PowerPoint Presentation

Online meetings have become part of our professional life with hybrid and remote work becoming commonplace. Virtual presentations supported by professional presentation transcription services allow you to reach more people at the same time. One of the best ways to convey your ideas in virtual meetings is by using PowerPoint presentations. Approximately 35 million PowerPoint presentations are given each day by an estimated 500 million users worldwide, according a Poll Everywhere. Slide shows can simplify complex messages or information, display relevant images, help hold your audience’s attention, and keep your meeting on track. However, to succeed, you need know how to make a good PowerPoint presentation. Here are some tips and tricks to deliver an exceptional slideshow to inform and engage participants.

  • One slide for each idea: The golden rule is one idea per slide. This is important to avoid clutter and overcrowding, and make the slide look clean and professional. Limit the number of words on each screen and use simple words and key phrases to convey information. Use punctuation sparingly. Have only one line of text for each point and test the font size. Make sure all elements on each slide are large enough to be seen easily by your audience.
  • Align information consistently: Images and words should be aligned consistently and placed in such a way that the audience’s gaze follows the information naturally. The position, size, shape and color of your visuals should clearly tell your audience the correct sequence of your points. The purpose of the slide presentation is to create visual interest and emphasize the key messages.
  • Include impactful images: Images speak better than words. As with text, you can use images to reinforce your main points. Use powerful images that offer vision and context. But avoid putting too many images on one slide. If you can’t find the right images, keep to brief, concise text.
  • Limit the number of slides: Using too many slides leads to information overload. Once you have prepared your slides, review them and use slides that are only absolutely necessary and adds to your point when words alone are not enough. Your decision should be based on quality and not on quantity. Focus on the right number to convey your key points.
  • Use custom slide design: Built-in slide layouts come with a choice of content layouts that feature a blend of placeholders for text boxes, images, and more. As all the designs and slides are defined, you only need to add your custom text and images. If you are creating a template for your company, include a custom theme with the company’s brand colors and fonts. Place your company logo in a corner of the screen.
  • Avoid flashy images and unnecessary animation: Animations can pep up your presentation. As far as possible, use simple and reliable slide transitions and animations. One way to use animation effectively is to bring your audience’s attention to a certain keyword or insight you want to emphasize. There are free sites for animated PowerPoint templates and slide decks and they offer a substantial flexibility so that you can customize them to your own requirements.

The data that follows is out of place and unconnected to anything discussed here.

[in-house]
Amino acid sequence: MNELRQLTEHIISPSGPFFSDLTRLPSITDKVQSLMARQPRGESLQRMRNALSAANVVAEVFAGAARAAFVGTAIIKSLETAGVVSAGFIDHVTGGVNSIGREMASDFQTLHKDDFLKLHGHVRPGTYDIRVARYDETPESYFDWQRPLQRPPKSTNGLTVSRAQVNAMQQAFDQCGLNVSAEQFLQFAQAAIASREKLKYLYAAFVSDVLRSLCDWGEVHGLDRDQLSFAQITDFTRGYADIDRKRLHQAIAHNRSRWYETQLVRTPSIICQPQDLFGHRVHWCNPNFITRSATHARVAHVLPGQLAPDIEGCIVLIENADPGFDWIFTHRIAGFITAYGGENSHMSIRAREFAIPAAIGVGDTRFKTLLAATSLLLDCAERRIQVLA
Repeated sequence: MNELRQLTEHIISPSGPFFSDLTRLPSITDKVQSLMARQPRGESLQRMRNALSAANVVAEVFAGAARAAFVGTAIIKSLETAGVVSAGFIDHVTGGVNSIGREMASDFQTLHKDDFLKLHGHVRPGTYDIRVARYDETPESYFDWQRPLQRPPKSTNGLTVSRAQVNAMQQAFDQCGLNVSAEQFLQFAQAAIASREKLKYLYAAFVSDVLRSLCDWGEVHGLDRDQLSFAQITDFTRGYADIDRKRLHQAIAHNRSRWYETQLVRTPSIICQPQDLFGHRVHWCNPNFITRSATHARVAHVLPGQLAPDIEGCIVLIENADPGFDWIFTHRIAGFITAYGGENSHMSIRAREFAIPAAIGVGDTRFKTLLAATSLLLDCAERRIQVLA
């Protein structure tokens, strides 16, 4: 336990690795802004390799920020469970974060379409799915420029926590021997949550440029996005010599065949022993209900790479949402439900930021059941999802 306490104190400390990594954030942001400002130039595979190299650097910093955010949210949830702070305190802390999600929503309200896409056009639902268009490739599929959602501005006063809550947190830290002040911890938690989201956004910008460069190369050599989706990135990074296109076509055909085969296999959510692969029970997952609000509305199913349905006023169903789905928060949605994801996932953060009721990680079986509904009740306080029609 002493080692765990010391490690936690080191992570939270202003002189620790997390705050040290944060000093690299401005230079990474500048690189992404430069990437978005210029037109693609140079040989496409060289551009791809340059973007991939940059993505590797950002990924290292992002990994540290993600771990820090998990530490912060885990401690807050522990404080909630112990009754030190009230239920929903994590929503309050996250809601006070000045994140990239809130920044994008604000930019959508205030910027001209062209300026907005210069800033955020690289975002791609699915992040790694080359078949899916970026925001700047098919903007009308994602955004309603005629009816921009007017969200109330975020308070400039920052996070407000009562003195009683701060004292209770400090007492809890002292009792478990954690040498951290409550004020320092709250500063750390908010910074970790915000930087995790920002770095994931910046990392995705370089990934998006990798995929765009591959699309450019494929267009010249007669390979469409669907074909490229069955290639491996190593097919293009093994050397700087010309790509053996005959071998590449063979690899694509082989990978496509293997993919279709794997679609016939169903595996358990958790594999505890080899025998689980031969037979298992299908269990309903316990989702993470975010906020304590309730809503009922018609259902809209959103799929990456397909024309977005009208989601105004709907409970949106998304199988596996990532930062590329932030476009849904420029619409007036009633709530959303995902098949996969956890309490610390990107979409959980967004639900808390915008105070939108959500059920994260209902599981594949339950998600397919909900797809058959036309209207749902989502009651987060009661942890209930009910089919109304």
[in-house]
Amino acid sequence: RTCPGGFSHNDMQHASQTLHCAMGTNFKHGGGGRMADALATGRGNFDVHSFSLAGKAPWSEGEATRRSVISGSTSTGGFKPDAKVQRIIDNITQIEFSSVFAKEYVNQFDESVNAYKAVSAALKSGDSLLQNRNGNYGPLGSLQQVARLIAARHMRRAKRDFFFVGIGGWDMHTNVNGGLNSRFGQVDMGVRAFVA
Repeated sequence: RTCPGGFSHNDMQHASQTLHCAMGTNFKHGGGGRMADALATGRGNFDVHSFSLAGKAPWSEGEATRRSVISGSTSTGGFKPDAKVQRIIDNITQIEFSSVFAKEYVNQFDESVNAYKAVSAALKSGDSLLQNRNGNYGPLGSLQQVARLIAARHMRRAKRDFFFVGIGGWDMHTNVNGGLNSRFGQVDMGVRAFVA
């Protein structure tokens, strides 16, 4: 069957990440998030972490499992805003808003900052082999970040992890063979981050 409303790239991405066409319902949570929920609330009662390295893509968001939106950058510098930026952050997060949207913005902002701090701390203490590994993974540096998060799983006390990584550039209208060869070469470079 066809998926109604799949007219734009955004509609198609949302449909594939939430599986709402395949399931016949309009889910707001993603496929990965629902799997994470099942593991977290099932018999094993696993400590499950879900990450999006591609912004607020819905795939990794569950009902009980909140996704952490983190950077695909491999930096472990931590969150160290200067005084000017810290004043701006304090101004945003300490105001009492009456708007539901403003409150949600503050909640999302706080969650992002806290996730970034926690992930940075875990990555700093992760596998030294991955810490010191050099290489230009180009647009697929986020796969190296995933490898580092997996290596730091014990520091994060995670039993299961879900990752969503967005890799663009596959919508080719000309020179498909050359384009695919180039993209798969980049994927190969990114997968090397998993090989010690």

• Keep graphs and charts streamlined: When building them consider what you want to convey to your audience, whether the information is relevant for your audience and how it links to your overall presentation. Key tips: limit the number of graphical images on each slide and use only a minimum of four colors on one chart.
  • Practice, practice: Rehearsing your PowerPoint presentation is the best way know if your slides serve their intended purpose. Practice in front of people – colleagues, friends, or family members. Their reactions and feedback can play an important role in boosting your confidence in the content you created or helping you improve your slide show. “Even if you have the best visuals in the world, you need to practice in front of someone else, says Paul Jurczynski, the cofounder of Improve Presentation (ideas.ted.com). PowerPoint’s Presenter Coach is another option to practice your slideshow and receive feedback. You will receive tips on the screen during your rehearsal and a full report for review after it’s complete. This is a great way to make sure you’re prepared to start your real presentation.
  • Be prepared for potential tech malfunction: Equipment malfunction or incompatible interfaces can crop up at any time. So be prepared with a back-up of your presentation on a tablet or laptop and be ready to switch if needed. Always have handouts or a poster ready if your visuals don’t work. Prevention is the best solution. Practice using the equipment before the real event and make sure you have tech support at hand. Know your content well, practice it and be ready to engage your audience, know your content, practice it and be prepared to engage your audience even if the technology fails. Have handouts and posters ready if you have no slides to present.

Virtual presentations allow teams to stay aligned on projects, and are a useful sales tool and great option for business reviews, new feature/product introductions or regular reporting. Varying the content in your oral presentation is important to keep participants engaged and interested. A recent article in Forbes Business recommends using information that will help you best achieve the learning objective such as news, data/stats, stories, quotes, formulas/models, questions, and interaction. Professional transcription services can capture the content of virtual presentations accurately. Presentation transcripts can be stored and searched online and provide your audience with a permanent record of the content. Users can search the transcript for text to verify what was said.